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Navajo Nation President Buu Nygren and Vice President Richelle Montoya on Friday proclaimed June 27th as “Navajo Nation Syphilis Aware: Protect Yourself, Protect Navajo” Day to address the alarming rise in syphilis cases across the Navajo Nation. 

Syphilis is a sexually transmitted infection caused by the bacterium treponema pallidum. It progresses through multiple stages; primary, secondary, latent and tertiary.

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Each stage of syphilis poses severe health risks. Congenital syphilis, transmitted from pregnant women to their babies, has seen a sharp increase, leading to birth defects, miscarriages and infant deaths.

According to the Centers for Disease Control and Prevention, in New Mexico and Arizona between 2015 and 2022, the Navajo Nation saw a 2,114% increase in syphilis cases. 

“It can be tough to talk about these things,” President Nygren said. “Sometimes, the most uncomfortable things are the most important. We need to spread awareness about this issue because this impacts our Nation.” 

The Navajo Nation’s campaign, “Syphilis Aware: Protect Yourself, Protect Navajo,” is designed to raise awareness and promote proactive measures across the Navajo Nation, the largest Indian reservation in the United States.

“Take care of yourself mentally, physically and emotionally,” said Vice President Montoya. “It breaks my heart to know that syphilis can affect our unborn babies.” 

 Coupled with traditional Navajo values such as adil’idli, or self-respect, and adahodilzin, or respectand reverence, the campaign encourages education, regular testing and open communication to prevent the spread of syphilis. 

The proclamation states that Navajo teachings emphasize improving one’s health through education, taking care of oneself, or adaa ahaya, and knowing one’s limits, adaa haah hasin, to live a harmonious way of life including hozho’.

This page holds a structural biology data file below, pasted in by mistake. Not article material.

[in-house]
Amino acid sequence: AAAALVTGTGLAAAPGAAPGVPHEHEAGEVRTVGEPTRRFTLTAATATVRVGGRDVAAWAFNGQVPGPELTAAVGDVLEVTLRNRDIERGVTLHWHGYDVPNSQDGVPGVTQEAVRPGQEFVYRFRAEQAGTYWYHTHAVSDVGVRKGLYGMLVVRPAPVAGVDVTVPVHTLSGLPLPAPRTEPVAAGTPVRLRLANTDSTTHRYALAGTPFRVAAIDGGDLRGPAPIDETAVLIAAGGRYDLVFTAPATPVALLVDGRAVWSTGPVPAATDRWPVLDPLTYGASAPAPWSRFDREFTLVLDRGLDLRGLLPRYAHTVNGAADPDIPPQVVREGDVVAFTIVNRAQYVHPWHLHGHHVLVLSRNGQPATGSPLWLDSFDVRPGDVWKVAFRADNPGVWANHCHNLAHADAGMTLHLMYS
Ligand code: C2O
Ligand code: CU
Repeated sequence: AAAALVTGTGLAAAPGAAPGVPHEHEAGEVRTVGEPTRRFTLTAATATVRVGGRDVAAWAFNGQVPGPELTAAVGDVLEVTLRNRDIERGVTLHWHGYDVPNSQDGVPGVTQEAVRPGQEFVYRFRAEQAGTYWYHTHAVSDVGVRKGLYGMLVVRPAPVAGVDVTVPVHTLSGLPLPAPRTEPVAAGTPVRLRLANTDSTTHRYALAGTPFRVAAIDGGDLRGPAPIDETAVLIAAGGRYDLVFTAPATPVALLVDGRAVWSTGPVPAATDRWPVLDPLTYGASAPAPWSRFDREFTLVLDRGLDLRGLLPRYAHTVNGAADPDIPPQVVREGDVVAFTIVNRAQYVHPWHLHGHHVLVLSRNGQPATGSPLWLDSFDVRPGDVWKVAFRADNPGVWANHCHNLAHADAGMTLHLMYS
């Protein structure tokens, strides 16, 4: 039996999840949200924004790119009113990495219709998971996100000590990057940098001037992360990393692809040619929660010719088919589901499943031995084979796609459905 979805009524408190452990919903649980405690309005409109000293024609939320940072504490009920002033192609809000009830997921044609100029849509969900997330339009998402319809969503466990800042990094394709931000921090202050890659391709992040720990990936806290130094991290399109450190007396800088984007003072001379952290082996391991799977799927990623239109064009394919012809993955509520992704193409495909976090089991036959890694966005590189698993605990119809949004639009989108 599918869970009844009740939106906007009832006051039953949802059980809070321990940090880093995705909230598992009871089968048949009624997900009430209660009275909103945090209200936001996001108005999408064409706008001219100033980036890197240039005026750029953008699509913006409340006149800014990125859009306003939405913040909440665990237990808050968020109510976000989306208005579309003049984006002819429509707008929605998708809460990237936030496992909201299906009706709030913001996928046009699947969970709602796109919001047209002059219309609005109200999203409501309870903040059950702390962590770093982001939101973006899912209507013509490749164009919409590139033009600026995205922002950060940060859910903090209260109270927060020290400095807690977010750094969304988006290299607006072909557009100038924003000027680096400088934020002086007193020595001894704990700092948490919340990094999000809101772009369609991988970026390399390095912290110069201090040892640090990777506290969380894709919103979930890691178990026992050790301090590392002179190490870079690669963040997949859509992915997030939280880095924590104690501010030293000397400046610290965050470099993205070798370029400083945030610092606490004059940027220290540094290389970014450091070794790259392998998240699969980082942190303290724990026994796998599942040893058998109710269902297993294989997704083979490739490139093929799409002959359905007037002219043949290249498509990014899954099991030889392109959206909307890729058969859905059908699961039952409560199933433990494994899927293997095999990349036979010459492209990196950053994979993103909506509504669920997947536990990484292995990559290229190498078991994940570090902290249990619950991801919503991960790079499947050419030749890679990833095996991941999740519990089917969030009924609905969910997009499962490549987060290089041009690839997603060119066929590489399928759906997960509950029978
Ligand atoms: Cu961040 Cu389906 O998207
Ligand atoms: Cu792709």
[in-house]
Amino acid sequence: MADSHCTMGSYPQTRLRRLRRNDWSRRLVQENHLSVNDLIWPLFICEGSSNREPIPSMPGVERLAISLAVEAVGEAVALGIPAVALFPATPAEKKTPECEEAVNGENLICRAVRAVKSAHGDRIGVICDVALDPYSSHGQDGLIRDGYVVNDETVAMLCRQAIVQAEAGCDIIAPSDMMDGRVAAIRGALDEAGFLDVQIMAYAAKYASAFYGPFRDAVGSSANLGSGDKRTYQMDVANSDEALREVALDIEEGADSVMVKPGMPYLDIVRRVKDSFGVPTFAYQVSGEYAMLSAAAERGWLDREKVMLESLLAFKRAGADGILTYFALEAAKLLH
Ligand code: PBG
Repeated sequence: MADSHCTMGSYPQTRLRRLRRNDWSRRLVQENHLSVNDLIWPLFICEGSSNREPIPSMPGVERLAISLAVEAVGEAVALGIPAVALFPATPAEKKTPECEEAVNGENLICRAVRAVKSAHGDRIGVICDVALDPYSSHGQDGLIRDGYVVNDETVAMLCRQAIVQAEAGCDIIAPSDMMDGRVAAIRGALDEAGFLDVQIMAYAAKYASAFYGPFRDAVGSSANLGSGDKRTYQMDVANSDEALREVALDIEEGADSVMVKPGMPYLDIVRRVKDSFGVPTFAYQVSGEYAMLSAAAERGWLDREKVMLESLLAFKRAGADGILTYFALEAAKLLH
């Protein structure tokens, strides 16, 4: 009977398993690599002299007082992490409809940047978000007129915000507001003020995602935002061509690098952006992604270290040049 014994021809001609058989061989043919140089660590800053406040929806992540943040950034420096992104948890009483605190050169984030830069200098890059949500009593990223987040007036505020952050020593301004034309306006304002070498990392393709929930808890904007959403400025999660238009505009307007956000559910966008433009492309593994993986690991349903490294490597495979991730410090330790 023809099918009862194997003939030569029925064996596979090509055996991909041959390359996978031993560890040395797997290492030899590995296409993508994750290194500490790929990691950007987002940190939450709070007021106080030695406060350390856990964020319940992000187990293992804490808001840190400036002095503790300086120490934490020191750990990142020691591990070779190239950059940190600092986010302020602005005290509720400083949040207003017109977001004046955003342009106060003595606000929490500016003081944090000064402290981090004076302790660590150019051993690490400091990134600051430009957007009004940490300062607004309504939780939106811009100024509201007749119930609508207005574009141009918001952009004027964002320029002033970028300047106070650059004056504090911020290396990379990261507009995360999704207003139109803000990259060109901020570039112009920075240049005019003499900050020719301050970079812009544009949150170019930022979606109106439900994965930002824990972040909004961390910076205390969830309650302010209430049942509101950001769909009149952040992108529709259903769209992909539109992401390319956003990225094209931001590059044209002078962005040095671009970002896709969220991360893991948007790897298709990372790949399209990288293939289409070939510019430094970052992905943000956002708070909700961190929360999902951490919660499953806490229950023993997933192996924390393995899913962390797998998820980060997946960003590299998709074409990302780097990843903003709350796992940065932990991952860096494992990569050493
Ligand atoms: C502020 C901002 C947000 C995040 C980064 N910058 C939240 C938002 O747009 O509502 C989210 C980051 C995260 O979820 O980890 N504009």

The effort by the Navajo Health Education Program, with support from the Navajo Department of Health, hopes to reduce syphilis cases and protect community health through increased awareness and preventive actions. 

“It’s starting to happen across Indian country,” said Kim Russell, Navajo Nation Dept. of Health executive director. “It’s been very present in Sioux country. They’re trying to have (Admiral Rachel Levine, assistant secretary for Health at the U.S. Department of Health and Human Services) declare a syphilis state of emergency.”

Director Russell said since the COVID-19 pandemic, data shows a rise in syphilis infections nationwide and on the Navajo Nation.

“For us, we’re starting to see more. It’s starting to uptick,” she said. “As bad as it is for the mom, what we’re really concerned about with congenital syphilis is what happen to the baby.”

According to the Navajo Dept. of Health, babies born to women with untreated syphilis may be stillborn or die from the infection as a newborn. 

A newborn can contract syphilis, called congenital syphilis, as it’s being born or while in utero. That can lead to miscarriage, stillbirth, premature birth, low birth weight or infant mortality.

Babies born with congenital syphilis may have deformed bones, severe low blood count (anemia), enlarged liver and spleen, jaundice (yellowing of the eyes), brain and nerve problems like blindness or deafness, skin rashes and meningitis.

Meningitis is a serious illness of the brain in infants and children marked by intense headache and fever, sensitivity to light, muscular rigidity, convulsions, delirium and death.

Director Russell said the “Syphilis Aware: Protect Me, Protect Navajo” initiative is needed to protect Navajo women’s unborn children, parents and the Nation. She said if either men or women suspect they’re infected, it’s critical to get treatment early and to receive regular annual checkups.

“Syphilis is treatable and can be prevented,” she said.

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